First came Pain

Its amazing how a dish of Crab Curry can get one thinking deep into our evolutionary past (I’m sorry, I’m sure its just me, please read on). The other day, I went to a garden party where the host was explaining how he had purchased a prime stock of live crab, and that having chucked them into his deep-freezer, he had hoped that a few hours of -18C would have their souls escape into a parallel universe, and thereby have made his job of cooking them less squeamish. Alas, when he opened the fridge at cooking time, they were still alive and began scurrying around the pot the moment they began to thaw. He told me with much aversion, that the scurrying became frenzied as he put the pot on the fire and turned the heat up… until they were finally dispatched into stillness and another world as the water began to mercifully boil. It turned out to be quite a tasty dish… and my idiosyncratic meditation on the above tale got me round to this (possibly) interesting hypothesis about the evolution of consciousness. Here is the abstract:

During the early days of replicators endowed with simplistic survival machines, there arose mutations that evolved into proto-motor-nervous systems that functioned principally to keep these survival machines physically intact (and hence furthered their reproductive success). Various survival-enhancing functional improvements such as plumbing for signal transmission between the different literally “moving parts” of the survival machines would have evolved; thus reducing their chances of destruction through interaction with the harsh environment in general, and through chance encounters with other “predatory”1 survival machines in particular. There would have arisen a chain of evolutionarily successful intermediate adaptations to the “internal signaling mechanisms” of the survival machines that, at one critical step, caused a “sense of pain” to become self-apparent to the survival machine. This first proto-conscious survival machine would have been a vastly successful mutation, because many scientific studies have shown that an organism that has a sense of pain (i.e. is acutely self-aware of being decimated and hence is able to react to it by exercising its physical capabilities like sudden physical displacement) has a vastly greater chance of survival. Feeling acutely unpleasant can cause the organism to struggle and increase its chance of extricating itself from the destructive environmental interaction. The survival advantage that these early replicators acquired through the experience of pain marks the origin of moment-to-moment experience (or “experienced consciousness” or qualia) in living systems.  Consciousness could be looked upon as the immediate next stage after physical movement, in the evolution of the motor-nervous subsystem. And this perhaps happened ages before complex intra-species communication like human speech evolved, for example.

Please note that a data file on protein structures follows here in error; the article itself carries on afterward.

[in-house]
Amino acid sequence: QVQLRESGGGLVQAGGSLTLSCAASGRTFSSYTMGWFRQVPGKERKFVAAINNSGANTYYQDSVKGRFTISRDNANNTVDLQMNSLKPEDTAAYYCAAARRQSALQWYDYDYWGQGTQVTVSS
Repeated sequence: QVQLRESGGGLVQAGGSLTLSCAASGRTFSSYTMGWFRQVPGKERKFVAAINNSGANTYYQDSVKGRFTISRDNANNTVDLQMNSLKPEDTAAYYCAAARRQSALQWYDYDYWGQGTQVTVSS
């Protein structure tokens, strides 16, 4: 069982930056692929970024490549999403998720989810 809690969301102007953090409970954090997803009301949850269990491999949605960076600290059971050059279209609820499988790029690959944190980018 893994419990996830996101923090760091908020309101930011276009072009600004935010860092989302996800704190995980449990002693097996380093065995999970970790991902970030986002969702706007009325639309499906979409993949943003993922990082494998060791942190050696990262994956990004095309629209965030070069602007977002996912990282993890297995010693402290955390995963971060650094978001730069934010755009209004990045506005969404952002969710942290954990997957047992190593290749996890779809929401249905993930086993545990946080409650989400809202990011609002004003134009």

In other words, the first conscious experience would have been a nasty feeling, and a jellyfish would have experienced it 600 million years ago!

There possibly could be many evidence-based objections that one could raise to the above hypothesis, a hypothesis that essentially scales down the fundamental problem of experience and pushes its origins way back in evolutionary time. Let me deal with at least a few objections that I anticipate, within this writeup itself. But first, I’d (rather selfishly) like to dwell on the implications of the above hypothesis, if it is indeed proven to be true someday. A well-established underpinning in the scientific community dealing with the problem of understanding consciousness and its origins, is that consciousness is somehow tied to certain advanced vertebrate characteristics (largely human characteristics) like complex verbal communication, long term memory and certain structures in the brain that are required for advanced planning (for e.g. like prep for a hunt). Somewhat disjointedly to this notion, consciousness is also popularly said to be a “thin layer” that has evolved above a vast unconscious neural machine; namely the brain. And it is said that an advanced brain is required to experience qualia, and that this qualia is basically an epiphenomenon or trick “floating” above a deterministic neural process, giving us the false sense of free will. The neural correlates of consciousness are currently being studied in humans as a way to understand the fundamentals of conscious experience, which of course is a necessary and progressive step in understanding how our brains work. But how about we also study the physical correlates of apparent pain-like reactions in lower organisms like Crabs or Jellyfish? We have this universal animal phenomenon called pain-reaction-behavior that is very likely to be accompanied by a qualia of sorts for the said animals, and is worthy of extensive investigation. There is some academic research done along these lines, but no popular science exponent of this type of research is to be found. Richard Dawkins talks a lot about the evolutionary value of pain, but we haven’t heard anyone put forward the idea strongly that the study of the evolution of pain might be the key to understanding primitive conscious experience.